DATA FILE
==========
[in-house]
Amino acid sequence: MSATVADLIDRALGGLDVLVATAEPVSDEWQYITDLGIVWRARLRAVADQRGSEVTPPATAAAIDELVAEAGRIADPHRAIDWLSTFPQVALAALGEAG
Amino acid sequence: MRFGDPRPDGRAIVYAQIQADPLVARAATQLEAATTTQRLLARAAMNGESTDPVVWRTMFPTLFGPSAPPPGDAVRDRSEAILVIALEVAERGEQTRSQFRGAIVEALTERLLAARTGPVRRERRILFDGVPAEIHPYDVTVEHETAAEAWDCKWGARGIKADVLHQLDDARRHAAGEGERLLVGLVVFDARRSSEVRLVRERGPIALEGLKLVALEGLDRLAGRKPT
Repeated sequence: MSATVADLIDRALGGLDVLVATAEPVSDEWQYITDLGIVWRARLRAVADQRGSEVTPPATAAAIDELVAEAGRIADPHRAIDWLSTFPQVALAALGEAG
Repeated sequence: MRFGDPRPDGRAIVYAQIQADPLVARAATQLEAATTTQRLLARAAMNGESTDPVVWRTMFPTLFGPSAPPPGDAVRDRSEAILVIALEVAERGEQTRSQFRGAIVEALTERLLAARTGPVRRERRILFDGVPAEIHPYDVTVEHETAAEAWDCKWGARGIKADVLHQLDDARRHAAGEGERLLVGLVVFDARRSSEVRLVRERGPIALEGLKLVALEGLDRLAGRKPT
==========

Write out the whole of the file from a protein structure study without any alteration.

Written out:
[in-house]
Amino acid sequence: MSATVADLIDRALGGLDVLVATAEPVSDEWQYITDLGIVWRARLRAVADQRGSEVTPPATAAAIDELVAEAGRIADPHRAIDWLSTFPQVALAALGEAG
Amino acid sequence: MRFGDPRPDGRAIVYAQIQADPLVARAATQLEAATTTQRLLARAAMNGESTDPVVWRTMFPTLFGPSAPPPGDAVRDRSEAILVIALEVAERGEQTRSQFRGAIVEALTERLLAARTGPVRRERRILFDGVPAEIHPYDVTVEHETAAEAWDCKWGARGIKADVLHQLDDARRHAAGEGERLLVGLVVFDARRSSEVRLVRERGPIALEGLKLVALEGLDRLAGRKPT
Repeated sequence: MSATVADLIDRALGGLDVLVATAEPVSDEWQYITDLGIVWRARLRAVADQRGSEVTPPATAAAIDELVAEAGRIADPHRAIDWLSTFPQVALAALGEAG
Repeated sequence: MRFGDPRPDGRAIVYAQIQADPLVARAATQLEAATTTQRLLARAAMNGESTDPVVWRTMFPTLFGPSAPPPGDAVRDRSEAILVIALEVAERGEQTRSQFRGAIVEALTERLLAARTGPVRRERRILFDGVPAEIHPYDVTVEHETAAEAWDCKWGARGIKADVLHQLDDARRHAAGEGERLLVGLVVFDARRSSEVRLVRERGPIALEGLKLVALEGLDRLAGRKPT